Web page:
Immigrants into Mexico face extreme perils:
Migrants Fall Prey to Mexican Gangs on Way to the U.S.
Kidnapping Central American and Mexican immigrants is one of the latest rackets of Mexican organized-crime groups, which are expanding beyond drugs into pirated DVDs, illegal alcohol sales and business extortion.
Just this year, more than 4,000 immigrants have been rescued by the Mexican army and federal police from their captors, according to government statistics. Because authorities say only a fraction of those kidnapped are ever rescued, the figures suggest that gangs kidnap tens of thousands of migrants each year.
The victims, almost always headed to the U.S., are captured by gangs where they are ransomed back to relatives, forcibly recruited as workers or sometimes sold into prostitution.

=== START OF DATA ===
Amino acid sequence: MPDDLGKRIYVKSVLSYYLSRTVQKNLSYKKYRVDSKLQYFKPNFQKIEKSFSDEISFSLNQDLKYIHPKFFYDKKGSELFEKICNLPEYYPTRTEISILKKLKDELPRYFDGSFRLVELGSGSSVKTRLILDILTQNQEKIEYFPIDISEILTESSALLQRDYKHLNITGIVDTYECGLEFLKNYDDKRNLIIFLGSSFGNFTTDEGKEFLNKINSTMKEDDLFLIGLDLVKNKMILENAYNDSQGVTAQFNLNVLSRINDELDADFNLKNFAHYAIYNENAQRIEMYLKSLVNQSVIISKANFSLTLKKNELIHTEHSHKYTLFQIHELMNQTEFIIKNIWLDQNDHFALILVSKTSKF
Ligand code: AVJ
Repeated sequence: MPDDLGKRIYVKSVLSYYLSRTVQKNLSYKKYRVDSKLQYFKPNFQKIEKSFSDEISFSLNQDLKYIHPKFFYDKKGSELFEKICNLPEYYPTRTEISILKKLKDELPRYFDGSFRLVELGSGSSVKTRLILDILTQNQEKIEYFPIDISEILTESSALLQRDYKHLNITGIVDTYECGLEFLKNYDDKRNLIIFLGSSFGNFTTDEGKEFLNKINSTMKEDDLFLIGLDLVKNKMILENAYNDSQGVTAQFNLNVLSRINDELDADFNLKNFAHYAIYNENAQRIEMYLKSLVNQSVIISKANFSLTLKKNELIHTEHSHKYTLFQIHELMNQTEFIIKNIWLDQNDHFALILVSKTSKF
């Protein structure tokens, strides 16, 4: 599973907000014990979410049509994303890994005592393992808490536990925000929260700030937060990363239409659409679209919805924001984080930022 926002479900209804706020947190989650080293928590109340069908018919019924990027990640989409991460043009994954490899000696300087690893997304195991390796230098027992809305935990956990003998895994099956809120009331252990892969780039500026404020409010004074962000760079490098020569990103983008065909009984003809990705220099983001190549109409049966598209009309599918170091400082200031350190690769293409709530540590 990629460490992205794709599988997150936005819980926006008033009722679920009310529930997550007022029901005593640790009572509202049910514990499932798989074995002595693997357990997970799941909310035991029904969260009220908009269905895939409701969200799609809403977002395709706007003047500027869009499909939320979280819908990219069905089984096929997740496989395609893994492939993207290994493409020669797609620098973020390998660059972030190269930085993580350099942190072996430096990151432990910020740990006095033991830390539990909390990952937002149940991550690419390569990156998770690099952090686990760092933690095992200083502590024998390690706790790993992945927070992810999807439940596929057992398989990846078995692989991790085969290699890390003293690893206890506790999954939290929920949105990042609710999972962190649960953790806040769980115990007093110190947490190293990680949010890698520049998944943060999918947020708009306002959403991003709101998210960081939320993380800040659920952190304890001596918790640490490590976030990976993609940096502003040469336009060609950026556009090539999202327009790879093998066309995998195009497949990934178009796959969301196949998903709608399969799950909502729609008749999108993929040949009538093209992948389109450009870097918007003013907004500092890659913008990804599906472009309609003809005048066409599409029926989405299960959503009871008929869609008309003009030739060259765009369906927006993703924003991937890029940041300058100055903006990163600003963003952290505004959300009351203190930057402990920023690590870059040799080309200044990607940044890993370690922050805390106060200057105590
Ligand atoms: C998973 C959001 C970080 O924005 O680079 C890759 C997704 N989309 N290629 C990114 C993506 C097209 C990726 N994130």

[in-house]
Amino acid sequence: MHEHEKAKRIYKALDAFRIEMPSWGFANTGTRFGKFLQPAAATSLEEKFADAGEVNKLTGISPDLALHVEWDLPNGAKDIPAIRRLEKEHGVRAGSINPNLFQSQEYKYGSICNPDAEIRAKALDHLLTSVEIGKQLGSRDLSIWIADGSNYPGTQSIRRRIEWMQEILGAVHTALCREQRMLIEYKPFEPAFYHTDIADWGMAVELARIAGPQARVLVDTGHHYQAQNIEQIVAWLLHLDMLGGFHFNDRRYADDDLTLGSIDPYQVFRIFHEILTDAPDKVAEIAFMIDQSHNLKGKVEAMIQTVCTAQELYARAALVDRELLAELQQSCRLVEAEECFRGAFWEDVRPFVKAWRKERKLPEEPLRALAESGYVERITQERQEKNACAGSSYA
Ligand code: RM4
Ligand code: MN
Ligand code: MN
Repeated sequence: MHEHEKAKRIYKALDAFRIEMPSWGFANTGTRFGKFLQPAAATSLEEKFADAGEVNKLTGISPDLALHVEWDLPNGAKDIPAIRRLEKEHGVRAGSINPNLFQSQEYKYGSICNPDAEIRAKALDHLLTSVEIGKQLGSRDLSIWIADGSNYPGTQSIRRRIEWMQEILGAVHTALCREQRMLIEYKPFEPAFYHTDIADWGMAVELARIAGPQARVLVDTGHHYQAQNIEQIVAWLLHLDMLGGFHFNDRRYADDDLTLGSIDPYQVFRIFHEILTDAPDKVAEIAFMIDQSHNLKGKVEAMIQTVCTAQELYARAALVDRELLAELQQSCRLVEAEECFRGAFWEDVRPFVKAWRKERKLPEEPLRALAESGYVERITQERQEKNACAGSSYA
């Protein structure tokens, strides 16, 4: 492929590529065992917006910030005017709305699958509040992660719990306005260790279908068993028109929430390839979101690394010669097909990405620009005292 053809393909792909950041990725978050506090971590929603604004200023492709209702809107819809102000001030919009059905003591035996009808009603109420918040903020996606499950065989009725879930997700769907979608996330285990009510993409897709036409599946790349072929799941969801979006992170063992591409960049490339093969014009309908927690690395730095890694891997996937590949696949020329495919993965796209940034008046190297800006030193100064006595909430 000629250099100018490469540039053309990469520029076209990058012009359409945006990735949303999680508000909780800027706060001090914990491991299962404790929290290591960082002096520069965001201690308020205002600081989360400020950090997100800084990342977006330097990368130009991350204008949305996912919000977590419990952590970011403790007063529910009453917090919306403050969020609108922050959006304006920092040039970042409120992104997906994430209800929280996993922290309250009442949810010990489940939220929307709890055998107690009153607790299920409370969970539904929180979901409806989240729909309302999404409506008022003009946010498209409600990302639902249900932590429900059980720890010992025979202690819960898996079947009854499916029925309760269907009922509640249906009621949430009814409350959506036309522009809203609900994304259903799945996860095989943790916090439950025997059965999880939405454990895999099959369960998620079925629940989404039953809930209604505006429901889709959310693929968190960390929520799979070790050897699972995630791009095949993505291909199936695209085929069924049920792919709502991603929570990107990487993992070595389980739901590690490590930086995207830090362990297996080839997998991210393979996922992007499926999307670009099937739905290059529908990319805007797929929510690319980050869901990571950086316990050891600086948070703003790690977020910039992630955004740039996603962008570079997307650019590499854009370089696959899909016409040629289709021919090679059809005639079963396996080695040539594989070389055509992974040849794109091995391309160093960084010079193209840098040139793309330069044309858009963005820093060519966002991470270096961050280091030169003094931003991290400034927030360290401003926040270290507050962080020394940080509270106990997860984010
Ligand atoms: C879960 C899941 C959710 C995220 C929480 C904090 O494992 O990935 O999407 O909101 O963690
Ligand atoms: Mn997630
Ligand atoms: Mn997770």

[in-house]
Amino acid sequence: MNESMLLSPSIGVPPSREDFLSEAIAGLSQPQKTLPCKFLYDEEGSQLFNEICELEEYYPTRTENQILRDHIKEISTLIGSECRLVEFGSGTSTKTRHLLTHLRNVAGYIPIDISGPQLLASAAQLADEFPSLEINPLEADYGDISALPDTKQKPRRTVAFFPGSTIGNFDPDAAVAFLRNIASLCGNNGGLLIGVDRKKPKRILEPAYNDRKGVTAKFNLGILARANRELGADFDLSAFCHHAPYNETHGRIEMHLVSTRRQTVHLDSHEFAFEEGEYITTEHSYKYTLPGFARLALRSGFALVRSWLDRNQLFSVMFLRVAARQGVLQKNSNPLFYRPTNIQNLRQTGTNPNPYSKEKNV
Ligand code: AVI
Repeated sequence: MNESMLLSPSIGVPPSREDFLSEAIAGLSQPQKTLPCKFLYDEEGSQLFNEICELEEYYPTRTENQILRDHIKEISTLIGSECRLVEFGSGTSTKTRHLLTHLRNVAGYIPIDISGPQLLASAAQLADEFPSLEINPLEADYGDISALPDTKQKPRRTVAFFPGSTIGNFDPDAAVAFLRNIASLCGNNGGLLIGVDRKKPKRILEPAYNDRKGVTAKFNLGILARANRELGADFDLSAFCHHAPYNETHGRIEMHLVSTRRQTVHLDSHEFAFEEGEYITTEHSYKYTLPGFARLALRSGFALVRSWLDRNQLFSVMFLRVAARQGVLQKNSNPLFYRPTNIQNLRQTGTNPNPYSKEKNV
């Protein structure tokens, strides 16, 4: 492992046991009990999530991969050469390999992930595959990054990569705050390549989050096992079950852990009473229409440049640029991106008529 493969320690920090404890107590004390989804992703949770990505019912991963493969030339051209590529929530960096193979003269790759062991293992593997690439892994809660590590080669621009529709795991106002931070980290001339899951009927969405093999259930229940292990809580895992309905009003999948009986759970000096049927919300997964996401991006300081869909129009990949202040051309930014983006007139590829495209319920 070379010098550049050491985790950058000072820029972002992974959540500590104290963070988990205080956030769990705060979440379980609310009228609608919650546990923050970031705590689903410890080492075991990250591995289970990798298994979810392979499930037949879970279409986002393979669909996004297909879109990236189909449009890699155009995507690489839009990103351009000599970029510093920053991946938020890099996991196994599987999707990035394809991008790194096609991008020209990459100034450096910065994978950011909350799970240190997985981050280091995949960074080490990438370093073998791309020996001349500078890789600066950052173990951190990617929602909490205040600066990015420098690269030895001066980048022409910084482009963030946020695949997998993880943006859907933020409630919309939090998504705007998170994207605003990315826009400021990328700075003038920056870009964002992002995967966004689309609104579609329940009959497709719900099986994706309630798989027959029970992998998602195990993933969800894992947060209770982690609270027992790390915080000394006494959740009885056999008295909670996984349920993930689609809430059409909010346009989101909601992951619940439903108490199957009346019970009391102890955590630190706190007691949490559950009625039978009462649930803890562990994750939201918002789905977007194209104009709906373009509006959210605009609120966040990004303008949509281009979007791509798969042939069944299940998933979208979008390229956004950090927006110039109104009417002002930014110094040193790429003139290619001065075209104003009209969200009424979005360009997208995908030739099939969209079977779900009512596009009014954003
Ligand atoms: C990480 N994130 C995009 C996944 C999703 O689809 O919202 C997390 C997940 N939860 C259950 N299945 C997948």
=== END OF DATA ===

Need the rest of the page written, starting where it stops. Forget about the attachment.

According to the article, the going rate for a coyote is $2,000; the immigrants are totally under their power. Additionally, the endemic corruption in Mexico’s institutions also makes the immigrants vulnerable to abuse by the authorities themselves.
The victims won’t report the crimes,
in addition to corruption, agencies charged to protect immigrants tend to avoid responsibility for taking cases
and the prosecutors don’t prosecute.